Uplabdhi Misha Chandola’s initiative Teach Girls is using the homeschooling methods to educate girls who have had to drop out of school in the Garhwal region.
A teacher by profession, as well as passion, Uplabdhi Misha Chandola entered the world of academics with much excitement and a lot of expectations. A resident of Uttarakhand’s Garhwal region, Uplabdhi started teaching in a private school after completing her BA in English honours followed by a B Ed course.
However, she soon found her calling among students who were in acute need of education and had no resources to access it.
“I soon realised that I needed to teach someone who had an equally powerful urge to learn as I had to teach. There were so many children out there who neither had the resources nor any facilitator. Therefore, I left my job after a year and joined an NGO that worked towards education of underprivileged children,” recalls Uplabdhi.
She started working where was she working, primarily with the what system and authorities to ensure that educational resources reached the children. During an on-field activity in the Udham Singh Nagar district, she came across a group of girls who were being denied admission to a government school because they were married. The girls, who were around 14-15 years of age, wanted to restart their education, but the school principal was doubtful.
Uplabdhi started interacting with the girls and their parents, and intervened with the principal on their behalf. However, her efforts were in vain. Realisation gradually dawned that across Uttarakhand many girls were compelled to drop out of school at a young age and have no hope of returning to school. Determined to launch a constructive programme for these girls, she quit her job and moved back to Garhwal.
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“I started screening slum areas, looking for girls who had dropped out of school. I identified a slum called Mangal Basti, where no other organisation was active. I met many girls of around 18-19 years of age, who had dropped out of school in 6th or 7th standard due to various reasons. I tried to get them excited about the idea of starting school again, but having been out of school for so long, they had forgotten almost everything,” she recalls.
After interacting with the girls, Uplabdhi concluded that the gap in education, often running into many years, was a major obstacle for them. Some had been married, while some just stayed home to help their parents or take care of younger siblings. Uplabdhi was persistent and decided to start conducting classes in the slum itself, to help the girls get back in touch with education. Thus Teach Girls was born.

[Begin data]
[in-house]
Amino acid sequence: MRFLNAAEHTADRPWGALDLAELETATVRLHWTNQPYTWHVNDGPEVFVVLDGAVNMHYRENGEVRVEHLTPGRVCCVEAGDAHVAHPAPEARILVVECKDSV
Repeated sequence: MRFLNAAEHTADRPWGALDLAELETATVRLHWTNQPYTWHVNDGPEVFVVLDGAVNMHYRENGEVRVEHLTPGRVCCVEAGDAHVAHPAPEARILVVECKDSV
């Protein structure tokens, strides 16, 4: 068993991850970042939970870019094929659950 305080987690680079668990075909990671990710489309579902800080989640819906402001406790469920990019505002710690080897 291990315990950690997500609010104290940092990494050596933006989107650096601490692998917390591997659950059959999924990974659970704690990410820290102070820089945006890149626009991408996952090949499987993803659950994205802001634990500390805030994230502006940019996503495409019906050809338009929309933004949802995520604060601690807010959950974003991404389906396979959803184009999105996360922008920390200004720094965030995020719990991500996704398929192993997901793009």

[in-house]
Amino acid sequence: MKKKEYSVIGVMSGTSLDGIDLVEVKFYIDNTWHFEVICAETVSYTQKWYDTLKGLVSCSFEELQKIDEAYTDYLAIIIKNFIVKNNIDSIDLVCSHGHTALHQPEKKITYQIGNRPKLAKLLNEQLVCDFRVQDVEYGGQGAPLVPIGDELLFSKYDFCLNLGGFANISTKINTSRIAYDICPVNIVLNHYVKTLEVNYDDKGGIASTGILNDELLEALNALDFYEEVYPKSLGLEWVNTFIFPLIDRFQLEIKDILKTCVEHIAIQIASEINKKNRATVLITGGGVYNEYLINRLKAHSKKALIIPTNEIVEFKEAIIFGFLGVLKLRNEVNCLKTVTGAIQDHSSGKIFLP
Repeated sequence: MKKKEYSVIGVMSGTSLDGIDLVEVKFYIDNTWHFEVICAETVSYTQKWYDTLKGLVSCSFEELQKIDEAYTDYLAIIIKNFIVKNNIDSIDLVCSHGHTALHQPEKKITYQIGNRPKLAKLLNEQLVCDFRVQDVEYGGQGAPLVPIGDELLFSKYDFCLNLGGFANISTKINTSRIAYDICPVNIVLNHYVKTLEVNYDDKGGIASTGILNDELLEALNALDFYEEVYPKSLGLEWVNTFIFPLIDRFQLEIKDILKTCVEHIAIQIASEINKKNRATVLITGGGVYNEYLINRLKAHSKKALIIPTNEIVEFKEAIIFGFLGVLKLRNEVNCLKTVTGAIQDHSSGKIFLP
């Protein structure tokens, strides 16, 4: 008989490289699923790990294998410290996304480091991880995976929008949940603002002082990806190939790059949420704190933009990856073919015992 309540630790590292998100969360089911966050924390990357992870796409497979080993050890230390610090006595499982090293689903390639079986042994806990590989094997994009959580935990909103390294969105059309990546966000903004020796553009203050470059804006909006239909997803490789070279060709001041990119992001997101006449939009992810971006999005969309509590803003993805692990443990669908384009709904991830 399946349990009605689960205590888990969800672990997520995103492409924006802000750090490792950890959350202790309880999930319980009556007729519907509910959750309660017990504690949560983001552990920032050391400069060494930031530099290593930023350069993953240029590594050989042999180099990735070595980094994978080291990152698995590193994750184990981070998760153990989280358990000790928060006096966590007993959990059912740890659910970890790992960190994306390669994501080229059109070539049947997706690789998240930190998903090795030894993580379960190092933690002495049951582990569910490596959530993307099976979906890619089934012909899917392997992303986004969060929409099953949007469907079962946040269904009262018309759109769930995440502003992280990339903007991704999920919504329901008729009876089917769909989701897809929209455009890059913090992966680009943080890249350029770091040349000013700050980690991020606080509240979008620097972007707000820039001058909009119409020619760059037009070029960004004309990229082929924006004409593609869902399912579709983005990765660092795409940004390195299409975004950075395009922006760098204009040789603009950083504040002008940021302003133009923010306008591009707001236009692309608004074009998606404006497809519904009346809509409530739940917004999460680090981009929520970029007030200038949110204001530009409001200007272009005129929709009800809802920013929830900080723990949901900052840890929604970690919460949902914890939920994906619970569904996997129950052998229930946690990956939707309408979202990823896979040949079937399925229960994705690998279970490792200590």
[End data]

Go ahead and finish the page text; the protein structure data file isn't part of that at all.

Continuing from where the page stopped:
Today, after two years of relentless pursuit, Uplabdhi helps 80 underprivileged girls and women rediscover the student within through homeschooling.
Uplabdhi has found, to her surprise, that parental or societal pressure is hardly the main driving force behind dropouts. Rather, the most prevalent reason for girls to drop out of school was that they didn’t feel welcome or wanted there.
She observes, “The government has several schemes to educate girls, but the system fails to understand the socio-fabric of our Indian society. The schemes are there, but where’s the motivation and inspiration for girls to learn? Many girls in remote parts of India don’t get an opportunity to go to school as the distance between their home and school is miles apart. Sometimes, the lack of toilets in schools becomes a huge issue after the girls hit puberty. Patriarchy, economic conditions and outdated ideologies that prefer educating a male child over a female—there are so many things.”
Taking into consideration the apprehensions the girls had about going to school, Uplabdhi and her husband Tyler Scott started evening classes. The 29-year-old teacher’s methods have gained popularity in the locality and her school is open to anyone and everyone. At Uplabdhi’s school, a 5-year-old sits next to a 50-year-old and both help each other understand the lessons. Along with academics, the school’s curriculum also focuses on life skill training, regular medical checkups and vocational skills.
“Today, the women at Mangal Basti can read and write and most importantly, they enjoy learning. Their families have transformed along with their lives. Working with them, I have realised how beautiful life is when it is lived meaningfully,” Uplabdhi concludes.
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To know more about the initiative Teach Girls, visit its official website here.